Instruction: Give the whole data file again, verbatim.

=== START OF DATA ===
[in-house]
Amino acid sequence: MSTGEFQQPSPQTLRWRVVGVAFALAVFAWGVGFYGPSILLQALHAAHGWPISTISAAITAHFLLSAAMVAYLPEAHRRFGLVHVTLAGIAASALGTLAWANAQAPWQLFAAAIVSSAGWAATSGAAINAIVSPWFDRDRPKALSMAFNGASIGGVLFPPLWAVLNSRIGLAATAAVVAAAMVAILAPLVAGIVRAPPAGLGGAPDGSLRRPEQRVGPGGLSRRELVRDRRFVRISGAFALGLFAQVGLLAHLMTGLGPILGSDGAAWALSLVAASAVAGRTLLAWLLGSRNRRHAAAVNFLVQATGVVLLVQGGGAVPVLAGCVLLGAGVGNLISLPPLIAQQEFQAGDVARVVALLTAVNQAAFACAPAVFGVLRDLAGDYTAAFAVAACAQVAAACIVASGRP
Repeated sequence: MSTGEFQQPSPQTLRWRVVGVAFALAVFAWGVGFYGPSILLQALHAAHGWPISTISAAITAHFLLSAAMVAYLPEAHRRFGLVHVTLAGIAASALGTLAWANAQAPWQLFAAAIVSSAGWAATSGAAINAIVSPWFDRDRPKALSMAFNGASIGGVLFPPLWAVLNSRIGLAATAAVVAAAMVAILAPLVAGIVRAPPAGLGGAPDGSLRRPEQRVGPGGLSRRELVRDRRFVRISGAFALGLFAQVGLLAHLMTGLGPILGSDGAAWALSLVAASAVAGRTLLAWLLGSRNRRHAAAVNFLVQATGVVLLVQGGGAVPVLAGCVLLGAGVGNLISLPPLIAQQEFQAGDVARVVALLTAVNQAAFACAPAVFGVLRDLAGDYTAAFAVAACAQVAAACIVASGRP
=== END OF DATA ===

[in-house]
Amino acid sequence: MSTGEFQQPSPQTLRWRVVGVAFALAVFAWGVGFYGPSILLQALHAAHGWPISTISAAITAHFLLSAAMVAYLPEAHRRFGLVHVTLAGIAASALGTLAWANAQAPWQLFAAAIVSSAGWAATSGAAINAIVSPWFDRDRPKALSMAFNGASIGGVLFPPLWAVLNSRIGLAATAAVVAAAMVAILAPLVAGIVRAPPAGLGGAPDGSLRRPEQRVGPGGLSRRELVRDRRFVRISGAFALGLFAQVGLLAHLMTGLGPILGSDGAAWALSLVAASAVAGRTLLAWLLGSRNRRHAAAVNFLVQATGVVLLVQGGGAVPVLAGCVLLGAGVGNLISLPPLIAQQEFQAGDVARVVALLTAVNQAAFACAPAVFGVLRDLAGDYTAAFAVAACAQVAAACIVASGRP
Repeated sequence: MSTGEFQQPSPQTLRWRVVGVAFALAVFAWGVGFYGPSILLQALHAAHGWPISTISAAITAHFLLSAAMVAYLPEAHRRFGLVHVTLAGIAASALGTLAWANAQAPWQLFAAAIVSSAGWAATSGAAINAIVSPWFDRDRPKALSMAFNGASIGGVLFPPLWAVLNSRIGLAATAAVVAAAMVAILAPLVAGIVRAPPAGLGGAPDGSLRRPEQRVGPGGLSRRELVRDRRFVRISGAFALGLFAQVGLLAHLMTGLGPILGSDGAAWALSLVAASAVAGRTLLAWLLGSRNRRHAAAVNFLVQATGVVLLVQGGGAVPVLAGCVLLGAGVGNLISLPPLIAQQEFQAGDVARVVALLTAVNQAAFACAPAVFGVLRDLAGDYTAAFAVAACAQVAAACIVASGRP